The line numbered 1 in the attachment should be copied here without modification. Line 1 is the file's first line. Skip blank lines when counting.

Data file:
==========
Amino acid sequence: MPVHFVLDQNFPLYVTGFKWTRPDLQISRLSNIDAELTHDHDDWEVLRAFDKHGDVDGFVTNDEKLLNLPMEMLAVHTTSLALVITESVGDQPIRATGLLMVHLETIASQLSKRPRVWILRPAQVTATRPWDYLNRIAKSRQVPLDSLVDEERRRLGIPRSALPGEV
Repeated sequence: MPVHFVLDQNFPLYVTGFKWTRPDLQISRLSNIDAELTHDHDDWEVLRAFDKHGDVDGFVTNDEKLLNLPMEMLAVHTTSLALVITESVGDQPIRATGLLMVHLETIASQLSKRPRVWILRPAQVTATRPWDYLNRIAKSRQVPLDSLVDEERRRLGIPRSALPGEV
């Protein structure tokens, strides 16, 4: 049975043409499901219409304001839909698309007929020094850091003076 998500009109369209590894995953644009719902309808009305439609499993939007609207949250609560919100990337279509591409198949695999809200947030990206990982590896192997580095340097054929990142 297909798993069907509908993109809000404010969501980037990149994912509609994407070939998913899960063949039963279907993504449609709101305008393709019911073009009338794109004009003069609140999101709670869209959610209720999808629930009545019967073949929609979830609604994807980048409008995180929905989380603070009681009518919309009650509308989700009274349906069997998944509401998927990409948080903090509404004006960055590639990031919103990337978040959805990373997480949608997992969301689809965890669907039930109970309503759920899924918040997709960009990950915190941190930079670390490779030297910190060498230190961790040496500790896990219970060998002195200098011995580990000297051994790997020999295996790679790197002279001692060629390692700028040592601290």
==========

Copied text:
Amino acid sequence: MPVHFVLDQNFPLYVTGFKWTRPDLQISRLSNIDAELTHDHDDWEVLRAFDKHGDVDGFVTNDEKLLNLPMEMLAVHTTSLALVITESVGDQPIRATGLLMVHLETIASQLSKRPRVWILRPAQVTATRPWDYLNRIAKSRQVPLDSLVDEERRRLGIPRSALPGEV